Furthermore, given that conflict is an inevitable side effect of diversity, if we are able to improve the outcomes of our current conflicts by facing them with integrity now, we will have a much better base for the conflicts of the future. We can always be more inclusive of our inner worlds and of each other. In other words, we can keep getting better at this. 

 

Freedom + Limits = Dance/Play/Life

I just had the fortune of rediscovering contra dancing this week. I was introduced to it years ago in Seattle, and I totally forgot how much fun it is during the last five years of tango and salsa dancing in Latin America. For those who don't know, contra dance is a folk dance, similar to square dancing, that is danced in lines of partners. There is a caller who calls out patterns of multiple figures (see right) with 64 beats. I'm impressed that even with all that structure it is both fun and liberating. What more, there always seems to be great live music. If you're curious I suggest you go check out your local scene. If you just want to understand a bit more: here are some examples of figures, here are some examples of patterns, and here's a video of the whole thing in action

But this post is not about contra dancing. The reference to dancing is a not-so-subtle way for me to talk about one of my favorite philosophical themes: the interplay of freedom and limits.

These two forms of organizing life are familiar to all of us. We usually recognize them as being in direct opposition of one another. We clearly know when we are moving towards more freedom and we know when things are becoming increasingly limited. We may even feel a preference towards one or the other, as in: "Throw off the shackles we need more freedom in the world," or "What we need now is to reign in the various forces that are out of control in our world." 

The first thing to recognize is that this "preference" is situational and contextual. As an exercise, I invite you to consider the provocative themes listed below, and as you read them pay attention to whether you believe there needs to be more freedom or more limits for each subject:

  • Migration
  • Banking System
  • Religion
  • Carbon Emissions
  • Drug Policy 
  • International Trade

I anticipate that each point provokes a real reaction, perhaps a clear and practiced one. I also imagine that your feelings about freedom and limits become quickly mixed.

So we know these are real concepts and we also recognize that there is not a clear winner here. Both freedom and limits have their place in human society and they are here to stay. 

A second thing we can learn about freedom and limits is that in their extremes they become destructive forces. Freedom in its extreme could lead to total dispersion of energy, chaos or war. Limits in their extreme lead us to control so absolute that life becomes static, absent of individuality and diversity. In both cases life verges on meaninglessness.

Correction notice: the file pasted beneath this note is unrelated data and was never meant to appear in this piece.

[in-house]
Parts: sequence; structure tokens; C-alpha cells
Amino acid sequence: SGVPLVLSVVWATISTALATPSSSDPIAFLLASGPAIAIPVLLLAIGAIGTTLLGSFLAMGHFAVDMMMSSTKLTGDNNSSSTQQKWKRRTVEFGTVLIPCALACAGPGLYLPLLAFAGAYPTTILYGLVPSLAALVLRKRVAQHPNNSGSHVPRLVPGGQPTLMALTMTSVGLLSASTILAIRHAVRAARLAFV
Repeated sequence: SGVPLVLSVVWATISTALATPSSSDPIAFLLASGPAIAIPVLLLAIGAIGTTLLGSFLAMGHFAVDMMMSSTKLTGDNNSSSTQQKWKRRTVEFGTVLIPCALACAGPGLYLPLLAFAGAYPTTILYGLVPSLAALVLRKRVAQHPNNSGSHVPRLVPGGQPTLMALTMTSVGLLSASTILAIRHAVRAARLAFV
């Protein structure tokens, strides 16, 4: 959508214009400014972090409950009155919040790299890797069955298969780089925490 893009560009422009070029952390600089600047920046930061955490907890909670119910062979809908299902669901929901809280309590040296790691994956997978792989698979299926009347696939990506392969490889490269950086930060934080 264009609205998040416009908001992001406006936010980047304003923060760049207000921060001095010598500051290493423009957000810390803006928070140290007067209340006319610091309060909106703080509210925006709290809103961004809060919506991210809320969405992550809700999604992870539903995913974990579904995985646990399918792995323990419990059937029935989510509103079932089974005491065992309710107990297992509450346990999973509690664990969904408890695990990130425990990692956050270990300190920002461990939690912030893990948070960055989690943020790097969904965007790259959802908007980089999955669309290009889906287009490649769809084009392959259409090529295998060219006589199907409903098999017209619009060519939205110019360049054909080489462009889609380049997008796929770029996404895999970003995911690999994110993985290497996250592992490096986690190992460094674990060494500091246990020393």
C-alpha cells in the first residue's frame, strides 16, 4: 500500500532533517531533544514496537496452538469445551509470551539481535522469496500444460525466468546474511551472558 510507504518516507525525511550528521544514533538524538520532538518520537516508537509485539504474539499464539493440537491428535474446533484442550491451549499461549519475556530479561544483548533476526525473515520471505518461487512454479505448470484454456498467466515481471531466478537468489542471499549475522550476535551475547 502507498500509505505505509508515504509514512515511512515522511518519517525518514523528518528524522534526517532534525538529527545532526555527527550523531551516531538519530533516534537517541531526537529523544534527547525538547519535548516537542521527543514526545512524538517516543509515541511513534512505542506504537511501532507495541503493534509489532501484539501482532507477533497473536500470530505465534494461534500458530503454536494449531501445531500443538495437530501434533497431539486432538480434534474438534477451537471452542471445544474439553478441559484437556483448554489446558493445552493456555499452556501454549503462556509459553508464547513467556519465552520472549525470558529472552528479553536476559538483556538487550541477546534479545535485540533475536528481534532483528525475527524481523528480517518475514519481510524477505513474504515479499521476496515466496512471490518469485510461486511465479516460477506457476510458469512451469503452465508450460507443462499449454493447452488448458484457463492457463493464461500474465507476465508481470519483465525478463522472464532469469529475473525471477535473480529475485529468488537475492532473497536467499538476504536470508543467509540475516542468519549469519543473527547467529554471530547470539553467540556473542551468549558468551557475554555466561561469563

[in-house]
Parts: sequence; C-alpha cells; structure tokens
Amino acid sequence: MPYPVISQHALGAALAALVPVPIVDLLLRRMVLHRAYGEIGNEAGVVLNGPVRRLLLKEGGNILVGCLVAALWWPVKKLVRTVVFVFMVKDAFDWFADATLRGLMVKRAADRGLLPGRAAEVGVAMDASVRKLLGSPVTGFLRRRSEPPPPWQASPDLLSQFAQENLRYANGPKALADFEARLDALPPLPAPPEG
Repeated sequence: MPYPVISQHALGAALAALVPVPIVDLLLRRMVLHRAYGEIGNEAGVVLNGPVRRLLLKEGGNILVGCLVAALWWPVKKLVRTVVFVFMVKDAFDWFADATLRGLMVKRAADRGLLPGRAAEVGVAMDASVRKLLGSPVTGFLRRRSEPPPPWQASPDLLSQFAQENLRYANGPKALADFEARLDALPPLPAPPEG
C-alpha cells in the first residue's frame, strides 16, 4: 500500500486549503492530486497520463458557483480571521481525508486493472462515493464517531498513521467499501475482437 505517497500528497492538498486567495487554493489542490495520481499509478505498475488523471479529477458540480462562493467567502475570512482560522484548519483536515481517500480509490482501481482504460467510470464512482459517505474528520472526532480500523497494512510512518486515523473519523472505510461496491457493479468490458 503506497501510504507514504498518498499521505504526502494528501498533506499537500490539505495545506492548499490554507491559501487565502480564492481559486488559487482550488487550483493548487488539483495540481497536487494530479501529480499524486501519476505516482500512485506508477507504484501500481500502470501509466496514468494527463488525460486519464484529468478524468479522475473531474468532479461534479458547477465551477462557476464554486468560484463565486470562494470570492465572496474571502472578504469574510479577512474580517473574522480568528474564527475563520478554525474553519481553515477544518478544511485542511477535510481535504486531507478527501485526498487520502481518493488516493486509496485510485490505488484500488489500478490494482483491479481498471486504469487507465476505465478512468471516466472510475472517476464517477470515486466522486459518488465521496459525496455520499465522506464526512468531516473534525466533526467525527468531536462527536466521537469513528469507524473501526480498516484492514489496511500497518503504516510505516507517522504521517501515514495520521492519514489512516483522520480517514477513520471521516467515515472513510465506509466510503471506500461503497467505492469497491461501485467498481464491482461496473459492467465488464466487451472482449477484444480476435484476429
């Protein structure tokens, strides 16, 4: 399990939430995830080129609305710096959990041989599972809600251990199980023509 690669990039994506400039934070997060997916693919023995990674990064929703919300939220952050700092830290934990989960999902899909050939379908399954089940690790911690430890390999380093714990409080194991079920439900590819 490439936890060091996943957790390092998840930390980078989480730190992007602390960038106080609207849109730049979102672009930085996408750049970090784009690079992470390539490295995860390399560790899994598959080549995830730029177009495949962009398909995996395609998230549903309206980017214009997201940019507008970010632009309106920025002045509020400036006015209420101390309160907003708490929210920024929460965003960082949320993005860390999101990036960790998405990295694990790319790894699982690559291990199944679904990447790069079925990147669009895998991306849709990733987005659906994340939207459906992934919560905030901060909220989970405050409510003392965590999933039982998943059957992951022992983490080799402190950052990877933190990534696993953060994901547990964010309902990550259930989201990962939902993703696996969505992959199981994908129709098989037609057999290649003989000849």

The third thing we can recognize is that the choice between freedom and limits is an illusion. They are part of one interdependent system, always defining and co-creating each other. This is similar to the fact that we can't have light without dark, mountains without valleys or joy without suffering. Recognizing the mutuality of the poles is a big leap in thinking in a society obsessed with being right or being the best. I call this paradigmatic shift from "either/or" thinking to "both/and" thinking, taking the third perspective. With the third perspective we see that we are not making a choice, but that situational and contextual shifts back and forth between the two is what makes it all interesting. It's not about which side is right or wrong, it's about how do we manage the tension between the two in the way that is more beneficial and less painful to everyone involved.

Let's bring this home by returning to dancing and play. When we look at contra dancing, tango or salsa (or soccer or football or chess for that matter) we see that it is the freedom to operate within a clearly defined set of limits that is the genesis of creativity. Every game played out between two teams is new story. There are more possible chess games than there are atoms in the known universe. Those adept at tango and salsa know that there are infinite possible dances. And the folk writing new 64 beat patterns for contra dance have been innovating constantly since the social barn dances of old. 

If we look at life, we will see the same forces at play. The natural limits of the physical world and the chosen limits of culture are so prevalent that they are nearly invisible in our day-to-day lives, nonetheless it is the freedom that we find within these limits that make life rich and beautiful. 

I'll conclude for now with a reminder that neither freedom nor limits are good nor bad, and neither one will ever "win." It is the unresolvable question itself that gives us dance, play and life. Let's not try to find an answer quite yet. 

 Photo by Chris Chin. Available at  flickr.com .

Photo by Chris Chin. Available at flickr.com.

Imagining a Humble Universe

I've been sitting on the concept behind this post for a week. Everyday it feels more and more urgent as I hear people talk to each other in real life and in the media. I've hesitated because it brings light to a problem, and I have no answer. Somehow, listening to this On Being podcast with Mary Oliver helped me realize that I just need to get this one out there. Creativity is impatient. 

 The pillars of creation. photo taken by the hubble telescope. It can be be found  here .

The pillars of creation. photo taken by the hubble telescope. It can be be found here.